Thus, it turns out that the perpetrator becomes a victim of the wave of immigrants that it had promoted, and believes that it has the right to judge other nations with respect to the protection of human rights. One might wonder how it is possible to throw stones at a neighbor’s roof when yours is made of glass.
“An average of 544,000 people apply for residency annually,” according to U.S. federal government data. However, on August 12, 2019, the government’s decision to penalize migrants receiving social assistance by denying permanent residence or citizenship to foreigners who receive subsidies was made public. Four million migrants will find the process of receiving U.S. citizenship difficult because it constitutes a “public charge”. Under this new rule, legal immigrants living in the United States are included if they receive “one or more designated public benefits” for more than a year in a 36-month period. This measure affects programs such as Supplemental Security Income (SSI), Temporary Assistance for Needy Families (TANF), and Supplemental Nutrition Assistance (SNAP).
The case of Cubans, it seems, continues to be special. U.S. media reports state that the Cuban Adjustment Act continues to provide the necessary protection through “a provision from 1967-68 [according to which] being a public charge does not prohibit a Cuban from obtaining residency.
Finally, after waiting on a long list, he stepped on American soil. He already had his speech ready, which, if necessary, would include even a few tears. He would say that he had always opposed the “regime”, that he was persecuted and a victim of repression, that he couldn’t stand it anymore. When he didn’t really study because he wasn’t there for “that,” nor did he work because of the stress caused by dealing with the bosses. He lived as a spoiled child, despite being 30 years old, waiting for a fortune to fall from the sky. The worst thing is that this story is not exceptional; many Cubans emigrate to the United States and, without problems, exchange the integrity of their country and lend themselves to manipulation campaigns against Cuba on human rights.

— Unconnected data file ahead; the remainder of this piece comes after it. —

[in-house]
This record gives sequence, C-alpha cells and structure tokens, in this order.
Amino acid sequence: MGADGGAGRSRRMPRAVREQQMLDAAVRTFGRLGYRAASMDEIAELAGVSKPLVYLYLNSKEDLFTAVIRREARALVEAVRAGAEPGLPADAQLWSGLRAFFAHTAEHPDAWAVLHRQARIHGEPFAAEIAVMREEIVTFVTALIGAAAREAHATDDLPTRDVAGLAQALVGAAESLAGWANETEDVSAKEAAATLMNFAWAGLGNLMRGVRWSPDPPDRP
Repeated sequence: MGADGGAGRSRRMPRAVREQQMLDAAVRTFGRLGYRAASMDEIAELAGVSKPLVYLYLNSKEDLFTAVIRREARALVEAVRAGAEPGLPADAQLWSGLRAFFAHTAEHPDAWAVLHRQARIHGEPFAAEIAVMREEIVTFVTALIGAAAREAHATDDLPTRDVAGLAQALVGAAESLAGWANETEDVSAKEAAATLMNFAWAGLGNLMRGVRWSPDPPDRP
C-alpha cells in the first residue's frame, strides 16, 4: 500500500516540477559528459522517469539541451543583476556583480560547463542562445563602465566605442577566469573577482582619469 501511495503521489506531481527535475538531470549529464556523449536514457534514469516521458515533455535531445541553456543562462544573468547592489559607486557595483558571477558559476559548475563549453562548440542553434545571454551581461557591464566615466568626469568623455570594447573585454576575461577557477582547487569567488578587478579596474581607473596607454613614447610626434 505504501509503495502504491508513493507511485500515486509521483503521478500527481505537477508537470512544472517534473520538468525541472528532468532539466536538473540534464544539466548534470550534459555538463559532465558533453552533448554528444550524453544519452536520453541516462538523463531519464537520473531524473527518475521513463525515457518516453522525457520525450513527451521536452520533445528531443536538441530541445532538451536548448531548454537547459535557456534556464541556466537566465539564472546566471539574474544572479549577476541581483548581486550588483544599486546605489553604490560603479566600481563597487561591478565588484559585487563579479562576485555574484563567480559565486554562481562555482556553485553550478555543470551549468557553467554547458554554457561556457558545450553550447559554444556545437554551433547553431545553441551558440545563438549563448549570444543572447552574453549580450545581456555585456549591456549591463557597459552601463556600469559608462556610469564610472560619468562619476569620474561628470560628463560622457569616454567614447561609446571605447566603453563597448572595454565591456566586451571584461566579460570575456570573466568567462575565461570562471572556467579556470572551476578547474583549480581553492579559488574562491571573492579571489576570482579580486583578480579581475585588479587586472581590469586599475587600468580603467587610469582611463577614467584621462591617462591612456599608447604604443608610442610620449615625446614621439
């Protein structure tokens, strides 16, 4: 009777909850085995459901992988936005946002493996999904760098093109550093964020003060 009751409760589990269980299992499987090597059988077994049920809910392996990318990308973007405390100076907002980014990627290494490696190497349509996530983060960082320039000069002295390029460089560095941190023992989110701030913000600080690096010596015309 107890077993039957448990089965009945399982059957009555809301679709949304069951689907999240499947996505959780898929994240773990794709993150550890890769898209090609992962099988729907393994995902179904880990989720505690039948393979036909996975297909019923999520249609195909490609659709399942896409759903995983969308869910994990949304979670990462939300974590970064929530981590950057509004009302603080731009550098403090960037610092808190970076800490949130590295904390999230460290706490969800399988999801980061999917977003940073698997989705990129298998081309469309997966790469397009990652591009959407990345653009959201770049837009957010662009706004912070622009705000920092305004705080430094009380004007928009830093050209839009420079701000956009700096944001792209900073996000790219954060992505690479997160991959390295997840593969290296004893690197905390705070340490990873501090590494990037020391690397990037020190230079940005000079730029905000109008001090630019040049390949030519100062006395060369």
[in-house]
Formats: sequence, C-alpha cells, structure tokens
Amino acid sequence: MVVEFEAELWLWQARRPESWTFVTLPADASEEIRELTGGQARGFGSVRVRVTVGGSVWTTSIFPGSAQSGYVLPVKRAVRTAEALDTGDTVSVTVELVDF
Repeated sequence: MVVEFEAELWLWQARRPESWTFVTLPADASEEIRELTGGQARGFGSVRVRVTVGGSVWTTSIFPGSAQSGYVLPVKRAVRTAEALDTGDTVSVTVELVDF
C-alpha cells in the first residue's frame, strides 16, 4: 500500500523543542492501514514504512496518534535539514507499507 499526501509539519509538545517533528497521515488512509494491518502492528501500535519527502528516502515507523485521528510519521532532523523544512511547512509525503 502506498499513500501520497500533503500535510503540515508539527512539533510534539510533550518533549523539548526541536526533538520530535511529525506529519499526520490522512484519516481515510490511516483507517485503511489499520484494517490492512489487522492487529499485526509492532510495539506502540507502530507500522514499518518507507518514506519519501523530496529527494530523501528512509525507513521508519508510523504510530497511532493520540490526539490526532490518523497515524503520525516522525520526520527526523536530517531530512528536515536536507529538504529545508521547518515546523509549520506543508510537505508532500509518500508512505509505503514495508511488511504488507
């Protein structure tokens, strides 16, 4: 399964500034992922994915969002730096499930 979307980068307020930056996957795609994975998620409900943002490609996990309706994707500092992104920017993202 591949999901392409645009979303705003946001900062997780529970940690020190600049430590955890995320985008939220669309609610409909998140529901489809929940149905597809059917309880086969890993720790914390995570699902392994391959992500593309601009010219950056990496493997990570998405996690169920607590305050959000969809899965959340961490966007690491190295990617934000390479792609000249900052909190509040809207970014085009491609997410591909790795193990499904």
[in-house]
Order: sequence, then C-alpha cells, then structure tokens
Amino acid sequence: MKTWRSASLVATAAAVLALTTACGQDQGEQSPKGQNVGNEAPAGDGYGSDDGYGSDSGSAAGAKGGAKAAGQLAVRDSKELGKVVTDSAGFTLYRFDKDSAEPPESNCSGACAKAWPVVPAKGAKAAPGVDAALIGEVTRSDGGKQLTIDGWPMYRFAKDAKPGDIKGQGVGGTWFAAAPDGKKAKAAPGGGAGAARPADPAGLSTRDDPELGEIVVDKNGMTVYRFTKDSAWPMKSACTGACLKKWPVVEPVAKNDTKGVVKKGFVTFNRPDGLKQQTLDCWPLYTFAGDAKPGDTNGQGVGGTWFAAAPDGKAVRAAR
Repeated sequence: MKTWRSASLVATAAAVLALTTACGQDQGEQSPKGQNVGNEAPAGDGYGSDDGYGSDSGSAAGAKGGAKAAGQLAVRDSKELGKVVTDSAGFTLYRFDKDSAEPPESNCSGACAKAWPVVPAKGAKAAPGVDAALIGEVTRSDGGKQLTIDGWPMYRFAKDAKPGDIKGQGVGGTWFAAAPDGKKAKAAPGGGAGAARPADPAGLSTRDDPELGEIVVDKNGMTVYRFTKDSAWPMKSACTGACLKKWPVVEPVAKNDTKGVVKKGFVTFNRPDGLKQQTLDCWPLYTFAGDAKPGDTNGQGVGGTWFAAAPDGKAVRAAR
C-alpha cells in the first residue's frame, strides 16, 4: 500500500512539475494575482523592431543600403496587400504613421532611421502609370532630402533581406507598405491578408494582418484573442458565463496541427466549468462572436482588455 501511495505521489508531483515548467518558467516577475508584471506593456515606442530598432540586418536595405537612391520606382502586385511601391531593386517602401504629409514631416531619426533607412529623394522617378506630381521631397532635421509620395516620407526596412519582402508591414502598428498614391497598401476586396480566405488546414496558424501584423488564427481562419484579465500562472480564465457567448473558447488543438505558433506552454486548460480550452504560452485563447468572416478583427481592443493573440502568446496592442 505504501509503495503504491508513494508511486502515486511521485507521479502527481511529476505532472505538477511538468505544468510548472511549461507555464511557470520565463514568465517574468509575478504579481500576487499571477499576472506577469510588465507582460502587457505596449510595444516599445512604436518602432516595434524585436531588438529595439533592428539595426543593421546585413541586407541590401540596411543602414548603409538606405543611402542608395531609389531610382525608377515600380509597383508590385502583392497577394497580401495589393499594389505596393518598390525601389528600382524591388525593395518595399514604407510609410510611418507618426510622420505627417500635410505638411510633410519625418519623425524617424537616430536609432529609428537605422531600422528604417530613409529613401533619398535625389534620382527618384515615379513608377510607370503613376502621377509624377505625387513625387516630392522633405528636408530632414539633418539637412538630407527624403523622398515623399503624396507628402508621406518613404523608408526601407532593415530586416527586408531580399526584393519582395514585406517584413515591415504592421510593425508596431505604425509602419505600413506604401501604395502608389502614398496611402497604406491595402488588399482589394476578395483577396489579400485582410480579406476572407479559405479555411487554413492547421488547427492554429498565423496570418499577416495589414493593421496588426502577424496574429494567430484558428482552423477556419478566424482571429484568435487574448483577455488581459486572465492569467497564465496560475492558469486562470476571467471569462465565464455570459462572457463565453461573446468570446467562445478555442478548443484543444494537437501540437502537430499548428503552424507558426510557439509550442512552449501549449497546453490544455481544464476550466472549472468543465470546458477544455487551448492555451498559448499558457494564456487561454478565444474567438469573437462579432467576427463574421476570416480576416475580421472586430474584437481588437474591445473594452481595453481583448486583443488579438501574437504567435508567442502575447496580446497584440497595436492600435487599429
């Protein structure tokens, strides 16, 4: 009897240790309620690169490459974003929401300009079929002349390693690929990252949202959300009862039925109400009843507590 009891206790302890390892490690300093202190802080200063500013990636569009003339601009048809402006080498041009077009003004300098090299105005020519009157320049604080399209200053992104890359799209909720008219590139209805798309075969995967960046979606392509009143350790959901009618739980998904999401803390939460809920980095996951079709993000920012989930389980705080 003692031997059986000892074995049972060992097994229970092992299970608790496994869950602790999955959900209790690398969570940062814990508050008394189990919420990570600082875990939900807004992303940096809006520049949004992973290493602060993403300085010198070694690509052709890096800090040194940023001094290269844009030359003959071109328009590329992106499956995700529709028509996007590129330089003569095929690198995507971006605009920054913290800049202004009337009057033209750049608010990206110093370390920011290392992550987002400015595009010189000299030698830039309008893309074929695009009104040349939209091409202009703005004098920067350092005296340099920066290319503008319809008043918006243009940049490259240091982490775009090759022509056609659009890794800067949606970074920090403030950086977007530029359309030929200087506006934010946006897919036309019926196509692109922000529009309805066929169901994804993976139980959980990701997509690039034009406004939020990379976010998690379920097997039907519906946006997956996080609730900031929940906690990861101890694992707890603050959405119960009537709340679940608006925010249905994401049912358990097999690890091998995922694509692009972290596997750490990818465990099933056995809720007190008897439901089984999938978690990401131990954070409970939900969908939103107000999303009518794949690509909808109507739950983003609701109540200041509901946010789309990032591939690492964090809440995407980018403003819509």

Apparently the performance was convincing, although he later had to endure a month in prison. They did an interview and deemed him “credible”. After great efforts by his family, some acquaintances, also emigrants, gathered the amount they requested for bail, $5,000.00 USD. Others took charge of writing the letter in which they were responsible for him. With this act, supposedly, the doors of prosperity were opened to him.
He began his working life as a roofer, because it was the best thing he could achieve with his illegal immigrant status. Of course, it wasn’t a serious contract and he wouldn’t have medical insurance, it was all off the books. There were days when they didn’t work because of the rain. He was committed to paying back the money he borrowed and was urged to get ahead. His first days in the United States were not good at all: he had no head for English, all the stress of the traumatic trip began to come out, he began to get sick and on top of that he had a work-related accident. One day, as he was climbing the roof of a house, the stairs collapsed, he fell and lost consciousness.
“Nothing that can’t be remedied,” he said, “but this is not what I imagined. I don’t have any papers yet. You have to work hard and the money you earn in one week goes like water out the other. It’s true that stores are full of things, but I can’t buy them. Now I’m going to start the paperwork to get a credit card.
After the conversation that day, I lost track of him. I couldn’t ask him if it was worth it, but I don’t think he can understand me…